Critical Analysis Of The Yellow Wallpaper

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Written in the 1890’s, “The Yellow Wallpaper” by Charlotte Perkins Gilman is a story which represents many social problems that woman in the late 1800’s faced. By using a first person point of view, she conveys a message that showed how women suffered from oppressive power that many men used on women. This story describes the narrator as a sick, mildly depressed woman, who is prescribed by her husband who is a physician to “rest” cure. As she rests in her room, she begins to endlessly stare at the yellow wallpaper, and begins seeing things within the pattern. The story portrays the struggle of how women were dominated by men, and how the narrator is freed from John her husband, and sanity, in order not to be suppressed by men. “The Yellow…show more content…
The ending of this story is really interesting because as the wallpaper was making the narrator insane it also helped her to get free from John’s control. Some may say that is a happy ending since she is free. That is the case, but she also lost complete control of her mind. This is shown when John comes in and Jane says, “I’ve got out at last,” said I, “in spite of you and Jane. And I’ve pulled off most of the paper, so you can’t put me back!”(Gillman 483). We can infer that she has lost complete control and switched spots with the person in the wallpaper who was behind the bars as she was ripping the wallpaper piece by piece. This shows that she can never be normal and is now just a formless figure. One critic says that “it’s a simple story about the desire for escape from male control, and a story about the desire to escape female world” (Ammons 490). This is true because, John controlled her throughout this story, by telling her to rest, and not be free. By the end, we see that there is nothing left of…show more content…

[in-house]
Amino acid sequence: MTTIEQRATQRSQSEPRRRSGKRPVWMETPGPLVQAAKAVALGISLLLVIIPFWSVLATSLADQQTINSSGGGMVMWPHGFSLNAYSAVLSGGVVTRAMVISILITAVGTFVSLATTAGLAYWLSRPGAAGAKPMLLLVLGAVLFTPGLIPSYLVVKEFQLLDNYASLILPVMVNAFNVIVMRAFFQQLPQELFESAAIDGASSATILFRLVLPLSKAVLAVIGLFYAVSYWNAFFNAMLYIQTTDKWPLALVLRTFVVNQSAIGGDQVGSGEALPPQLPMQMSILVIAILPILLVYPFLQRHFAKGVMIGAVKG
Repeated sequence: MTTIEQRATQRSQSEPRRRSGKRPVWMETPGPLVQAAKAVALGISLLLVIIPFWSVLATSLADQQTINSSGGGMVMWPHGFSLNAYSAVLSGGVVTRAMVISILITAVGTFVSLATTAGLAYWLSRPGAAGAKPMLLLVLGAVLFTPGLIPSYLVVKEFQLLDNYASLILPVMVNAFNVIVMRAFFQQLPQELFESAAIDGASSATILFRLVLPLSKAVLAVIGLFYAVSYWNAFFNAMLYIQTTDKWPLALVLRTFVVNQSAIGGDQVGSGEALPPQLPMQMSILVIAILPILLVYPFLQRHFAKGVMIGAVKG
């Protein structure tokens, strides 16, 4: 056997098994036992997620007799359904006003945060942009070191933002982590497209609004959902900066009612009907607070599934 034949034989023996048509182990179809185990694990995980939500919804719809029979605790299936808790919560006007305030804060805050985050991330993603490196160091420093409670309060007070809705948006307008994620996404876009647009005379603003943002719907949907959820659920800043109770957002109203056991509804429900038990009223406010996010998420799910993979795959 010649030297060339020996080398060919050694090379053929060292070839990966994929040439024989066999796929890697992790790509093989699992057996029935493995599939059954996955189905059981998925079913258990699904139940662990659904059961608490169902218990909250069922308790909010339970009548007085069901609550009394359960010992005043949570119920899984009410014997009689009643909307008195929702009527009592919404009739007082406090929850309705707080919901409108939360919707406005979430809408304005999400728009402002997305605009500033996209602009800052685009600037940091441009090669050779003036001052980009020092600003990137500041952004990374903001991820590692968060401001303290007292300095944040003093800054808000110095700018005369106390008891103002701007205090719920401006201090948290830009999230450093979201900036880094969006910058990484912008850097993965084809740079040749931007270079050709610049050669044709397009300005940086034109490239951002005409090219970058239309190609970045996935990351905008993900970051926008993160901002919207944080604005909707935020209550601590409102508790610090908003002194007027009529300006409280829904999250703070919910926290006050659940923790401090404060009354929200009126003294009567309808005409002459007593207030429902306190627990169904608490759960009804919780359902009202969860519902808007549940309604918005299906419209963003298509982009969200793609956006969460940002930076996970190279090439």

The wallpaper symbolizes the dominating effect that men had on women in the late 1800’s. The symbol of the wallpaper grows throughout the story, from the moment the narrator describes the wallpaper as “The color is repellent, almost revolting: a smouldering unclean yellow” (Gilman 474). As she begins to stare and find the meaning of the wallpaper, she begins to find patterns, and particular marking, and because of this she finds a woman trapped behind bars. As she notices as the women tries to escape and the narrator “peeled off yards of the paper” (Gilman 482). The wallpaper represents how women are trapped by the dominating society of men. As the narrator rips the wallpaper it represents the women being freed from John’s way, and shows how the narrator was right about her illness and is gifted with the reward of
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